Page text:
New Delhi: Later this week, the Reserve Bank of India’s (RBI) Monetary Policy Committee will meet to provide its assessment of inflation in India and, accordingly, set the repo rate.

At the meeting, they will consider various factors that threaten inflation. It was based on one of these factors—the increase in minimum support price (MSP) for crops—that the RBI had raised the repo rate earlier this year in August. However, a new study suggests that the RBI’s fears may have been overstated and the move could hurt farmers.

In a paper published in the latest Economic and Political Weekly, S. Mohanakumar and Premkumar examine the relationship between the MSP (a guaranteed price provided by the government for farmer’s produce) and inflation. Analyzing data from 2005-06 to 2017-18, they find that there is no statistically significant relationship between MSP for major crops (wheat, rice and cotton) and inflation. They argue that the lack of relationship is partly because many farmers do not even sell their produce at MSP.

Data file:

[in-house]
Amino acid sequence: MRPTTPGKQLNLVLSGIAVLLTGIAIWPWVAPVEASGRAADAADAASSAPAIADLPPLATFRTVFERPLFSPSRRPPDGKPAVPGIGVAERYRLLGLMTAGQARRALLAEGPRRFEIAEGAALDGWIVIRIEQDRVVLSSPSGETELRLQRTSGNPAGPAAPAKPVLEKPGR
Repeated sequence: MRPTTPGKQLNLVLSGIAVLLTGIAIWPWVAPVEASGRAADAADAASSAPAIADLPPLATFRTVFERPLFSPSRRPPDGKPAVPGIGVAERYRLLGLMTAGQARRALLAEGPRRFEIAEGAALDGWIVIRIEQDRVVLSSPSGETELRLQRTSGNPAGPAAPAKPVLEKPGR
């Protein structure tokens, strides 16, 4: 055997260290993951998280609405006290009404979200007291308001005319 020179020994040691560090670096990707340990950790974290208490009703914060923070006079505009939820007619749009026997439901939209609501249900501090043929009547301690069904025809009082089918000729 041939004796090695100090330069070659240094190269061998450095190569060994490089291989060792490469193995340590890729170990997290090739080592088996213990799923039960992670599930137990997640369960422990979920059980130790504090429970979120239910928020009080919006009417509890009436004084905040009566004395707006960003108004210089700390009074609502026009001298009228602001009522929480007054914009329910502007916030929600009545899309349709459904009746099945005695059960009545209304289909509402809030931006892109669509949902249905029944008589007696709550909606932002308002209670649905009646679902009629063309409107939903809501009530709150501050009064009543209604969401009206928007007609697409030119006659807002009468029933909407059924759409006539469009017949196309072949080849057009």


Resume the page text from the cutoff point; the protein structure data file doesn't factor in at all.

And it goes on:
They point to a NITI Aayog study which revealed that only 10% of India’s farmers are even aware of MSP before they sow their crops.

Consequently, authors believe the RBI’s response to hike the repo rate was inappropriate and could backfire. Since farmers rely heavily on credit for their production, a rate hike which increases the cost of credit will increase the supply price of agricultural commodities, according to the authors.

The increased cost of borrowing may also offset gains for farmers from the increase in MSP.

More broadly, the authors argue that the RBI’s rate hike could aggravate India’s agriculture crisis and even hurt small non-agricultural businesses.

Also read: Minimum Support Price and Inflation in India,